4. I want to take off the depression weight. At least thirty pounds of it. Yuck! How did I let this happen? Oh well. I can do it. I've always noticed that when I'm happy, I'm smaller. I'm guessing this has to do with a huge number of hormones that I don't know the names of, but they all probably have at least six syllables.

So, after an extensive job search that was both depressing and disappointing, I think I found the right job at the right time. And ironically, it's at Wal-Mart.

There was an opening in the accounting office at the store I used to work at. Apparently they are having a hard time finding people who don't lose large amounts of money.

As much as I dreaded the thought of going back, after the interview process and all the anxiety that comes with applying for a job I left because I thought I had something better, the people I used to work with are welcoming me back with open arms.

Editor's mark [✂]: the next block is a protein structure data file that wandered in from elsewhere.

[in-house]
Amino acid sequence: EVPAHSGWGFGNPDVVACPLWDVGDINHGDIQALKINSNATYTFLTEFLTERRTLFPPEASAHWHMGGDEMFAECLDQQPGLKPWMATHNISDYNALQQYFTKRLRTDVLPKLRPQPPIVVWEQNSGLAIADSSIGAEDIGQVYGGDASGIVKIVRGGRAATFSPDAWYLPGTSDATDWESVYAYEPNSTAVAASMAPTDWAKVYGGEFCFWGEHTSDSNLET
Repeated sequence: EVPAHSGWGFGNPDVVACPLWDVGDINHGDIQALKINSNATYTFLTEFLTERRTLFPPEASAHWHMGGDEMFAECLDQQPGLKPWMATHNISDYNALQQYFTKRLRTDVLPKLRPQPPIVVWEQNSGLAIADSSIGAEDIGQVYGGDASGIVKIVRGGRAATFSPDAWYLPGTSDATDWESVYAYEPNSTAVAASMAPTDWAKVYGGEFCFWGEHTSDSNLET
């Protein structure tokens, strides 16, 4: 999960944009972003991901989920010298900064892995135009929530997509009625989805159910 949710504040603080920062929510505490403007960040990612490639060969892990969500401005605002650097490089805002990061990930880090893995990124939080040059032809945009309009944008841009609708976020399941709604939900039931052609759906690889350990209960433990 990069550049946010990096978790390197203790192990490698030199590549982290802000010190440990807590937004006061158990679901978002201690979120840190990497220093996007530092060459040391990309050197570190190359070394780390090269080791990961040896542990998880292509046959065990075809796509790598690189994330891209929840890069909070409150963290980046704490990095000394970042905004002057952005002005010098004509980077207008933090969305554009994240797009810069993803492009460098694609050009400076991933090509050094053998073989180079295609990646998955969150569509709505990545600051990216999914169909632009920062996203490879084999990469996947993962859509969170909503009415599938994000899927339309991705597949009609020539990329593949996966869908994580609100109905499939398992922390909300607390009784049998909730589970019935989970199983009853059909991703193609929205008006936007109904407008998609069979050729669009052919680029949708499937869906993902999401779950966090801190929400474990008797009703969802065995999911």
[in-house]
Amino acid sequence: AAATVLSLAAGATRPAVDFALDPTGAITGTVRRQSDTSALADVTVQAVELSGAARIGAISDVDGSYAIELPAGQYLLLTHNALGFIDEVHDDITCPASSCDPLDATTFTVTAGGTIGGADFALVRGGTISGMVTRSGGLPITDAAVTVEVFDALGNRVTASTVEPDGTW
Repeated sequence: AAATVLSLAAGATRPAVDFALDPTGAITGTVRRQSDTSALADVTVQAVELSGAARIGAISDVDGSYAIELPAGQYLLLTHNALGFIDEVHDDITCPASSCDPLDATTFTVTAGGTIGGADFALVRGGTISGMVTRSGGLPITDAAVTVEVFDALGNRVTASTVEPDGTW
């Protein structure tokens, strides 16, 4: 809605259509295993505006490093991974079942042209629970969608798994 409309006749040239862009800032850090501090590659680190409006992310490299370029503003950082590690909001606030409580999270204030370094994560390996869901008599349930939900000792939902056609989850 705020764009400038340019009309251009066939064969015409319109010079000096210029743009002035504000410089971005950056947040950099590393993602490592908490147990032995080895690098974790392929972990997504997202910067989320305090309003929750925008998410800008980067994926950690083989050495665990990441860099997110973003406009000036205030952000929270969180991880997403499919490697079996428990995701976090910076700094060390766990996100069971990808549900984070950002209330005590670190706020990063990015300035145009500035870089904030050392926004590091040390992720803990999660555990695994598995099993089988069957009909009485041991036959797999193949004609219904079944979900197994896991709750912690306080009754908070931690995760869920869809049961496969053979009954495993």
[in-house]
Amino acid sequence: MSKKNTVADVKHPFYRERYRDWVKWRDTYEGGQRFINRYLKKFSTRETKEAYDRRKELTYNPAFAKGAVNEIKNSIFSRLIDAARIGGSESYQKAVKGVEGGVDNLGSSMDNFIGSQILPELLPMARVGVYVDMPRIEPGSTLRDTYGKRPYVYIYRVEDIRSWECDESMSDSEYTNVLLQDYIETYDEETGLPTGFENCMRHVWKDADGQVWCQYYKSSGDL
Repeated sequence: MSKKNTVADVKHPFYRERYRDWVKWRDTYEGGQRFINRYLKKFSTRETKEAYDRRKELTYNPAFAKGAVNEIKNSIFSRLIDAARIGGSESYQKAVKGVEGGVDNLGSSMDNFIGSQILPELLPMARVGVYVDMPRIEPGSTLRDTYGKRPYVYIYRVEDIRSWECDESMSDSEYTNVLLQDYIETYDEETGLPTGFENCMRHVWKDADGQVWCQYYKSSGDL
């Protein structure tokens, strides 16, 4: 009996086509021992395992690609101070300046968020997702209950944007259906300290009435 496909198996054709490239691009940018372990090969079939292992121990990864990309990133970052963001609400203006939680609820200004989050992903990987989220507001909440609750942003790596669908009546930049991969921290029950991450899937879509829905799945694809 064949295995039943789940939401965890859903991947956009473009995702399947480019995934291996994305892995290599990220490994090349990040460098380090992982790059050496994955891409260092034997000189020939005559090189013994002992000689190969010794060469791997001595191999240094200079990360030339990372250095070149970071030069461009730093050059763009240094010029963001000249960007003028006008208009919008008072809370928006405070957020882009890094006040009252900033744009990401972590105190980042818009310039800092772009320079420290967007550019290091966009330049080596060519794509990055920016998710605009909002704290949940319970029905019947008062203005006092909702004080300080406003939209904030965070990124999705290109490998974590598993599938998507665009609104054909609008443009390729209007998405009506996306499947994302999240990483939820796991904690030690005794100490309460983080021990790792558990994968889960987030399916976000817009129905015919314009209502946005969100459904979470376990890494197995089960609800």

I know. It's Wal-Mart. There can't be a huge lesson learned from there, and in all honesty, I don't plan on staying forever. But I feel very lucky that this happened. Is there some kind of cosmic force at work. I'm not holding my breath, but I am sighing with a sort of relief.

At any rate, I'll have plenty of writing material.

So, I'm starting at square one. This is Sam starting over. Better I got through my mid-life crisis now. I feel like the rest of my life awaits. And instead of being overly depressed, I'm ready to get going, wholly optimistic, and, I think, in a frame of mind that is finally being honest with me.

I don't know if my story will be one of those inspiring pieces that will spread by word of mouth until I'm relatively famous for being a prodigal Wal-Mart worker (God forbid). But I do know that I feel like a ton of weight has been lifted from my shoulders.